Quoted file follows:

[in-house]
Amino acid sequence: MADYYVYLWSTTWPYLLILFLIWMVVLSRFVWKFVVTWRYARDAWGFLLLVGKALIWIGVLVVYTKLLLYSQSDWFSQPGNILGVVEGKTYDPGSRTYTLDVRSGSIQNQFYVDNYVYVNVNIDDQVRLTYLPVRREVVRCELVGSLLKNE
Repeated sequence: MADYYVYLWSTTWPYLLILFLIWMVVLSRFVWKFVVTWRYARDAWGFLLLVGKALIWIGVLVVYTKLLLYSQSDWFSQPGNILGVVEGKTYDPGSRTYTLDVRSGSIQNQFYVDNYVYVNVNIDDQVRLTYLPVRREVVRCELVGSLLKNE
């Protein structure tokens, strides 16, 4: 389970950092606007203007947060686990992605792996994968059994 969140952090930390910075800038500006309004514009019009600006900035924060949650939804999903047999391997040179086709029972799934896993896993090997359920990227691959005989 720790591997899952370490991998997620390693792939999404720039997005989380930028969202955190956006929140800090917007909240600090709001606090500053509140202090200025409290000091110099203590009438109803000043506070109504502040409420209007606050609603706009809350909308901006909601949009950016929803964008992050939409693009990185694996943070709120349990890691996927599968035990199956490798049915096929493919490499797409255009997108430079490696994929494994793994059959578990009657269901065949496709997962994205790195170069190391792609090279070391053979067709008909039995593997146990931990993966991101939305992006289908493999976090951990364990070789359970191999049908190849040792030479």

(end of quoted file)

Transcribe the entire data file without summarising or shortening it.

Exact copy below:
[in-house]
Amino acid sequence: MADYYVYLWSTTWPYLLILFLIWMVVLSRFVWKFVVTWRYARDAWGFLLLVGKALIWIGVLVVYTKLLLYSQSDWFSQPGNILGVVEGKTYDPGSRTYTLDVRSGSIQNQFYVDNYVYVNVNIDDQVRLTYLPVRREVVRCELVGSLLKNE
Repeated sequence: MADYYVYLWSTTWPYLLILFLIWMVVLSRFVWKFVVTWRYARDAWGFLLLVGKALIWIGVLVVYTKLLLYSQSDWFSQPGNILGVVEGKTYDPGSRTYTLDVRSGSIQNQFYVDNYVYVNVNIDDQVRLTYLPVRREVVRCELVGSLLKNE
């Protein structure tokens, strides 16, 4: 389970950092606007203007947060686990992605792996994968059994 969140952090930390910075800038500006309004514009019009600006900035924060949650939804999903047999391997040179086709029972799934896993896993090997359920990227691959005989 720790591997899952370490991998997620390693792939999404720039997005989380930028969202955190956006929140800090917007909240600090709001606090500053509140202090200025409290000091110099203590009438109803000043506070109504502040409420209007606050609603706009809350909308901006909601949009950016929803964008992050939409693009990185694996943070709120349990890691996927599968035990199956490798049915096929493919490499797409255009997108430079490696994929494994793994059959578990009657269901065949496709997962994205790195170069190391792609090279070391053979067709008909039995593997146990931990993966991101939305992006289908493999976090951990364990070789359970191999049908190849040792030479």